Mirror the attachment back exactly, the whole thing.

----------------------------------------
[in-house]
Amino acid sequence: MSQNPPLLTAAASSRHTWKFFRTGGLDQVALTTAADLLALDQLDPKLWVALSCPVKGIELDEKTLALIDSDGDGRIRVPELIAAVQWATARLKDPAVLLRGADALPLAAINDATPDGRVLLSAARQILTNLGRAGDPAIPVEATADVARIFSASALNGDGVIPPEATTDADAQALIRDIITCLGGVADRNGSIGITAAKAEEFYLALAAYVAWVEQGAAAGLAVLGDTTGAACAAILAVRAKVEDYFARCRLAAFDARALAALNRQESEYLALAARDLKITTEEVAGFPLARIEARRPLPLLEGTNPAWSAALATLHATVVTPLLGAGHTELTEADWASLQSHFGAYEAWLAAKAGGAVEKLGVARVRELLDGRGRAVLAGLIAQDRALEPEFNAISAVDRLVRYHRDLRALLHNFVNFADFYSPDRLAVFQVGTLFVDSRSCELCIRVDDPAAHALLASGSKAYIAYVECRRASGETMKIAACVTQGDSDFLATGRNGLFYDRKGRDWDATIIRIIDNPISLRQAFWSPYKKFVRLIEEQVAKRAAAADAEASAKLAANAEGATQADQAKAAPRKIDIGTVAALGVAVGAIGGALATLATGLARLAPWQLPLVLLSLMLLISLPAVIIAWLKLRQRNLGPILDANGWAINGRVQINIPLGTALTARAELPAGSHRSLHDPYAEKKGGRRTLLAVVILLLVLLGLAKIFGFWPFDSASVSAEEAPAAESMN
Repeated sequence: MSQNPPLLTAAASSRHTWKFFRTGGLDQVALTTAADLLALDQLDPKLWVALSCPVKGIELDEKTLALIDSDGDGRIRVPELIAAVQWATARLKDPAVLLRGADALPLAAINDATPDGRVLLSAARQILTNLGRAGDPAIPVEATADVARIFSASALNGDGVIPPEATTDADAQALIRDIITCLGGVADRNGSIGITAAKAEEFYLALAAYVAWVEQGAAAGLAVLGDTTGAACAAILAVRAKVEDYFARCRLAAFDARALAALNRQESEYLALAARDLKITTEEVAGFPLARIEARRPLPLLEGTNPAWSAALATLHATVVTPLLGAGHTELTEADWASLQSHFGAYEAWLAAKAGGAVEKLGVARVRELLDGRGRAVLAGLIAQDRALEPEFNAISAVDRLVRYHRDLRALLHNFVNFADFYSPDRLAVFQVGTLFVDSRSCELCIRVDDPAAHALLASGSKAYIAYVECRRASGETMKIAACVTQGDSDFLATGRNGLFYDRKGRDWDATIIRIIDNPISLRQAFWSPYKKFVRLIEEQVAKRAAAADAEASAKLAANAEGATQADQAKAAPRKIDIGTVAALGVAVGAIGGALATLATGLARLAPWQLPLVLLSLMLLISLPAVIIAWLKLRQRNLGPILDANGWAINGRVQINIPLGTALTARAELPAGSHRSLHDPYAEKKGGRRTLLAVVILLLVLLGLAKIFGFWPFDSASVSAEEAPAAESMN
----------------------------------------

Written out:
[in-house]
Amino acid sequence: MSQNPPLLTAAASSRHTWKFFRTGGLDQVALTTAADLLALDQLDPKLWVALSCPVKGIELDEKTLALIDSDGDGRIRVPELIAAVQWATARLKDPAVLLRGADALPLAAINDATPDGRVLLSAARQILTNLGRAGDPAIPVEATADVARIFSASALNGDGVIPPEATTDADAQALIRDIITCLGGVADRNGSIGITAAKAEEFYLALAAYVAWVEQGAAAGLAVLGDTTGAACAAILAVRAKVEDYFARCRLAAFDARALAALNRQESEYLALAARDLKITTEEVAGFPLARIEARRPLPLLEGTNPAWSAALATLHATVVTPLLGAGHTELTEADWASLQSHFGAYEAWLAAKAGGAVEKLGVARVRELLDGRGRAVLAGLIAQDRALEPEFNAISAVDRLVRYHRDLRALLHNFVNFADFYSPDRLAVFQVGTLFVDSRSCELCIRVDDPAAHALLASGSKAYIAYVECRRASGETMKIAACVTQGDSDFLATGRNGLFYDRKGRDWDATIIRIIDNPISLRQAFWSPYKKFVRLIEEQVAKRAAAADAEASAKLAANAEGATQADQAKAAPRKIDIGTVAALGVAVGAIGGALATLATGLARLAPWQLPLVLLSLMLLISLPAVIIAWLKLRQRNLGPILDANGWAINGRVQINIPLGTALTARAELPAGSHRSLHDPYAEKKGGRRTLLAVVILLLVLLGLAKIFGFWPFDSASVSAEEAPAAESMN
Repeated sequence: MSQNPPLLTAAASSRHTWKFFRTGGLDQVALTTAADLLALDQLDPKLWVALSCPVKGIELDEKTLALIDSDGDGRIRVPELIAAVQWATARLKDPAVLLRGADALPLAAINDATPDGRVLLSAARQILTNLGRAGDPAIPVEATADVARIFSASALNGDGVIPPEATTDADAQALIRDIITCLGGVADRNGSIGITAAKAEEFYLALAAYVAWVEQGAAAGLAVLGDTTGAACAAILAVRAKVEDYFARCRLAAFDARALAALNRQESEYLALAARDLKITTEEVAGFPLARIEARRPLPLLEGTNPAWSAALATLHATVVTPLLGAGHTELTEADWASLQSHFGAYEAWLAAKAGGAVEKLGVARVRELLDGRGRAVLAGLIAQDRALEPEFNAISAVDRLVRYHRDLRALLHNFVNFADFYSPDRLAVFQVGTLFVDSRSCELCIRVDDPAAHALLASGSKAYIAYVECRRASGETMKIAACVTQGDSDFLATGRNGLFYDRKGRDWDATIIRIIDNPISLRQAFWSPYKKFVRLIEEQVAKRAAAADAEASAKLAANAEGATQADQAKAAPRKIDIGTVAALGVAVGAIGGALATLATGLARLAPWQLPLVLLSLMLLISLPAVIIAWLKLRQRNLGPILDANGWAINGRVQINIPLGTALTARAELPAGSHRSLHDPYAEKKGGRRTLLAVVILLLVLLGLAKIFGFWPFDSASVSAEEAPAAESMN